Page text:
(5) Theological study helps you to be creative in your apologetic. The practice of apologetics is, far too often, a predictable affair. There’s a sort of ‘canon’ when it comes to apologetic response: Craig, Strobel, Wright, Plantinga, etc. It’s not that this canon is deficient; these authors are obviously a blessing for those interested in defending the faith. However, we have seen how Christian theology is replete with theologians and philosophers, disciplines and traditions. This diversity gives the Christian faith a rich and varied intellectual heritage. It’s a little strange, therefore, that our apologia is so often dependent on only a handful of contemporary voices. The study of Christian theology – insofar as it makes us aware of Christianity’s rich intellectual heritage – encourages us to be creative in the practice of apologetics for the sake of becoming all things to all people, so that by all means we may save some.
(6) Theological study puts apologetic debate into perspective. Apologists are usually passionate about what they do and with good reason. Not only are debates rather thrilling, but also defending the faith is a sound activity, concerned as it is with the saving of souls. However, if we’re honest, we sometimes lose perspective. We obsess about a discussion raging on a social network. We get angry about an obscure comment made by an anonymous blogger. We puff ourselves up after reading an unsolicited email. A knowledge of theological history helps to restore this kind of lost perspective. No, you’re not Martin Luther, and your discussion on Facebook is not the Diet of Worms. No, you’re not Athanasius, and your email correspondent is not the next Arius. Yes, you got shouted at by an atheist and it was rather uncalled for, but no, you’re not Bonhoeffer staring down the barrel of persecution. An awareness of theological study puts our apologetic experiences into perspective. It helps to shatter our vain imaginings and it forces us treat the situation as it really is: an opportunity to use your gift to share the Gospel.
(7) Theological study puts the apologetic vocation into perspective. Not only is it easy to lose perspective when it comes to debate and discussion, but it’s also tempting to mishandle the entire apologetic enterprise. Far too many apologists are consumed by their interest. For these, apologetics has become a pastime and a daily hobby, one that they probably spend too much time thinking about. Christian theology serves to put apologetics in its proper place as one tool among many. It is not a subject unto itself. It’s a theological discipline. More than this, it’s a discipline that is designed to serve the interests of the Church. The study of Christian theology thereby puts the apologetic vocation into perspective. It helps to remind us that our interest is part of a much bigger picture, and that its proper place of execution is within the Christian community.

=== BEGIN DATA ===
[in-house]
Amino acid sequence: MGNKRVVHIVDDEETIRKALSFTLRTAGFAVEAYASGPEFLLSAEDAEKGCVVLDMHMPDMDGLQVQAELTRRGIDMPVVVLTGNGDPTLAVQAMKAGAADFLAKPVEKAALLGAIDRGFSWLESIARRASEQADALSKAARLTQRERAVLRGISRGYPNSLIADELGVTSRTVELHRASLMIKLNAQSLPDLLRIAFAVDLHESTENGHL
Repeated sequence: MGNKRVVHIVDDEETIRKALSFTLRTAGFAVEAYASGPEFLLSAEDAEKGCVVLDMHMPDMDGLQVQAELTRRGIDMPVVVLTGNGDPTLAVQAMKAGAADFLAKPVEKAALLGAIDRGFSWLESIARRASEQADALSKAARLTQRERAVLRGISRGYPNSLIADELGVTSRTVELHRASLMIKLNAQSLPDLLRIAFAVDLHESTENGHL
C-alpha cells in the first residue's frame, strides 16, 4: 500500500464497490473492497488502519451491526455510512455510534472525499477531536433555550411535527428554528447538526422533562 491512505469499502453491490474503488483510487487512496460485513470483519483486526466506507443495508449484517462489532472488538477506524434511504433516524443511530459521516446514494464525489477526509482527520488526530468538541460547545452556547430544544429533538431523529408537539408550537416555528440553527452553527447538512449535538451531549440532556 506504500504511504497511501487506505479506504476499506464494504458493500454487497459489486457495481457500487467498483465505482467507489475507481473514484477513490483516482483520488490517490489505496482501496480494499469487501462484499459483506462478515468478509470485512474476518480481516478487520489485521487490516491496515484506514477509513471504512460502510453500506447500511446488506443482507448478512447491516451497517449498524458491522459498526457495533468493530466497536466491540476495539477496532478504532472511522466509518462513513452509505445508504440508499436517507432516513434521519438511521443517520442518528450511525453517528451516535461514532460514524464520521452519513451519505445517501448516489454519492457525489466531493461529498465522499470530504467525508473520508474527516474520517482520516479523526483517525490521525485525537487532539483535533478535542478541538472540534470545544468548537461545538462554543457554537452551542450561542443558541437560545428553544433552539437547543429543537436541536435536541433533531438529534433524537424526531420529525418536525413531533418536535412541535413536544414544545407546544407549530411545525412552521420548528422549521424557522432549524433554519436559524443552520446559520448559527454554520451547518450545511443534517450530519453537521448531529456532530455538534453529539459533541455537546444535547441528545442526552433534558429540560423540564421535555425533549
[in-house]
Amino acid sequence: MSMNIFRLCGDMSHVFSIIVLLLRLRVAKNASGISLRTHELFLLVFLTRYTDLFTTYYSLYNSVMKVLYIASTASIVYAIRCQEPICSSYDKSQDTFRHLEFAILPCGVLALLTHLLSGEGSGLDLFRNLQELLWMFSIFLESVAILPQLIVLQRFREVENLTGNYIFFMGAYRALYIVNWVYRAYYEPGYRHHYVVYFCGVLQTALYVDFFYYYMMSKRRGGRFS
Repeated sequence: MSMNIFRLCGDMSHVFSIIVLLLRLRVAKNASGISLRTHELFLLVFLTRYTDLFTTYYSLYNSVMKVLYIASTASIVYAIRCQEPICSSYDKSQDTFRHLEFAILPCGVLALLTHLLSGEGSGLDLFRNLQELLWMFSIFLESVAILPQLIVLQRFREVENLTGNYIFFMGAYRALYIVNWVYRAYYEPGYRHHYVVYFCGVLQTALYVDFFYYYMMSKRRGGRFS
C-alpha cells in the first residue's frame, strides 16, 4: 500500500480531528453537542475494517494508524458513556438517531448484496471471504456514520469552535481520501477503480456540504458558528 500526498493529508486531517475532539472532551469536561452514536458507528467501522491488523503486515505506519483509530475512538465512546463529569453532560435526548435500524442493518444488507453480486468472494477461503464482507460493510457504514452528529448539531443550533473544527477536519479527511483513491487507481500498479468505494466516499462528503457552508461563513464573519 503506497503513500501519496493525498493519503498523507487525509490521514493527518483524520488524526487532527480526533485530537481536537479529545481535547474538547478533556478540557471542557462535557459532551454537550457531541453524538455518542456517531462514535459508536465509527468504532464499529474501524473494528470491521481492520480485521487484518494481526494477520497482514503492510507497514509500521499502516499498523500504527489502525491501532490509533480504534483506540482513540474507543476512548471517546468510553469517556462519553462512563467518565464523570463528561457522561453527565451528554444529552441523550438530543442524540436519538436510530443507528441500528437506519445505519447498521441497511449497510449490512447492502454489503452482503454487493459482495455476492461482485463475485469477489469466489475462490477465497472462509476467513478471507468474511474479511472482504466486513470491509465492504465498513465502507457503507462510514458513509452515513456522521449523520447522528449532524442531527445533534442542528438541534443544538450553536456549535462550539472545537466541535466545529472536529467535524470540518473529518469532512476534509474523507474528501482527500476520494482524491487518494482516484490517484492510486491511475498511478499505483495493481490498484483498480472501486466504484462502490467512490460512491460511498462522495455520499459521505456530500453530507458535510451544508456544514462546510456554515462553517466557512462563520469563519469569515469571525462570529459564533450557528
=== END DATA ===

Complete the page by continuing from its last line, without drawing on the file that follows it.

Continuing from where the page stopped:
(8) Being theologically aware helps you to stay humble, by reminding you that God is God and we are not. Salvation is of the Lord. You can’t reason God into existence nor is conversion caused by debate. You can’t excuse Him, nor can you justify Him or defend Him. He needs no excuse; He justifies and defends Himself. All apologetic reasoning could disappear from human memory today and His goodness would not be diminished. You are not His champion and He owes you no thanks for what you do. You belong to Him, and your arguments pale in comparison to the majestic truth of His reality. He doesn’t need you. But He loves you, and He promises to use your service for His glory. This is the essence of a theologically aware apologia – you’re not needed, but you’re wanted and you’re used. This awareness keeps you humble.
(9) Being theologically aware helps you to stay faithful. Do you know the God who you defend? Do you spend as much time in prayer as you do on Facebook flexing your muscles? Theology reminds us that the God who we talk about is the same God who deserves our worship. It reminds us that the study of God has always had a doxological currency. It reminds us that we cannot defend that which we do not know – and if we wish to issue a defence for the living God, then we best know Him, and know Him well. Theology helps us to stay faithful.
We’ll continue our study of the relationship between theology and apologetics in Part Two.
 If not, Daniel Rodger’s parallel series, ‘Apologetics 101’, is worth your attention! Find the link above. You may also benefit from introductory texts such as Five Views on Apologetics (2000), edited by Gundry and Cowan, Sproul’s Defending the Faith (2003) or Moreland’s Scaling the Secular City (1987).
 Some would say that apologetics is best thought of as an extension of evangelism, rather than as a theological discipline. In this regard it may be an example of practical theology or missiology rather than a discipline in and of itself. We’ll insist on apologetics as a discipline in this post not least because it’s concerned with questions of method, a habit more typical of a discipline of study.
 As for theologians behaving apologetically, see many of the great patristic thinkers, such as Irenaeus, Justin Martyr, Athanasius and Augustine. As for theologians who included an appraisal of apologetics within their systems of theology, see Schleiermacher’s The Christian Faith and Tillich’s Systematic Theology – Volume One.